THE gravestone of an African slave boy who briefly charmed 19th century Brighton has been taken away for a wash and brush-up.

A headstone marking the final resting place of Thomas Highflyer in Woodvale Crematorium in Lewes Road was dug up on Friday ahead of restoration work.

“He was loved,” said Bert Williams, co-founder of Brighton and Hove Black History.

“He was a great favourite of the children at school and the teachers fell for him.

“When he arrived at St Mark’s School in Whitehawk, the headmaster made an announcement saying they had a black fellow at the school now and they wanted to show him how good and kind children with white skin and Christian names can be to a black boy.”

Thomas was picked up off Zanzibar in 1866 by a patrol ship sent by Queen Victoria, who had taken it upon herself to put an end to slavery in East Africa.

The trade had been abolished in British colonies in 1807 but was still widely practised when Thomas and several other boys were plucked from an Arabian ship containing 152 Africans and put to work on the HMS Highflyer. Thomas, who was eventually named after ship captain Thomas Malcolm Sabine Pasley of the Royal Navy, worked as a valet on deck for two years before disembarking in Brighton in 1868.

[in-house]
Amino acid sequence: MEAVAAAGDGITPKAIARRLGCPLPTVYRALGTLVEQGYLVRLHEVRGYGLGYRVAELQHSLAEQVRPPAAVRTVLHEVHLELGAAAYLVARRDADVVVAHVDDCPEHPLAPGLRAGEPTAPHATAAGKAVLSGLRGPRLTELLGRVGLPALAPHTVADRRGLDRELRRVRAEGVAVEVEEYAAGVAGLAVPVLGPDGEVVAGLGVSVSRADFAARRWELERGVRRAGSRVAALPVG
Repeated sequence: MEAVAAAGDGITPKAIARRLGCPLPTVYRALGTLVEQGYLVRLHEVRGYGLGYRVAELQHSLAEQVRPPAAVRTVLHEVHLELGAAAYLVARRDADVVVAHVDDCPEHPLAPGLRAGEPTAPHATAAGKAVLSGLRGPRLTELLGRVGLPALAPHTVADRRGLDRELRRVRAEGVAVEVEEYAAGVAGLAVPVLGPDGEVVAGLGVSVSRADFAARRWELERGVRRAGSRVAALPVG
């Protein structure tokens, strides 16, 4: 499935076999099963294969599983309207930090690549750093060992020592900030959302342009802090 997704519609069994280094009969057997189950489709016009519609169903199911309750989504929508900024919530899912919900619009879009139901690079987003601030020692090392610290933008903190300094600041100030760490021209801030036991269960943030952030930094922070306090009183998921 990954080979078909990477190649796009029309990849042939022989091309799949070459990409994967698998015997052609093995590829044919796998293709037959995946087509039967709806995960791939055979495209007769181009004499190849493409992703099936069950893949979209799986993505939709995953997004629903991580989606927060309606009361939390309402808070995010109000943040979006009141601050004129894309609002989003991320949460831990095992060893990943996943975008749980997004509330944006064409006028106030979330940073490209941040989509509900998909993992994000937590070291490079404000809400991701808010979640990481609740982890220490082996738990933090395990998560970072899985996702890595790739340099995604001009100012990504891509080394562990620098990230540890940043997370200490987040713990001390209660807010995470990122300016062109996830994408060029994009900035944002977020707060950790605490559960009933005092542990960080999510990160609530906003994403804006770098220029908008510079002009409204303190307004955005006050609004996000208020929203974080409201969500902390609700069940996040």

He ended up at a lodging house run by the Thompson family on Great College Street, Kemp Town.

“They wanted him to be educated, to be able to read and write and to be a good Christian boy,” said Bert.

“He was a regular church-goer. He became friends there with a white boy called Samuel.”

Thomas attended All Souls Church, near Kemp Town – the first church built by the Reverend Henry Wagner to serve the poor.

But at the tender age of 12 he succumbed to a combination of tuberculosis and dropsy.

Bert said: “The English climate didn’t suit him. But you can tell by the expensive gravestone at Woodvale that he was loved. He was treated like a son by Mrs Thompson.”

Thomas was not the first African to become part of the fabric of Victorian Brighton.

Another was George Bridgetower, born to Barbadan parents, whose violin performances in orchestras saw him hailed a virtuoso by contemporary newspapers.

Another was Sarah Forbes Bonetta, a Nigerian princess gifted to Queen Victoria. She was married to a wealthy Brighton businessman in 1862.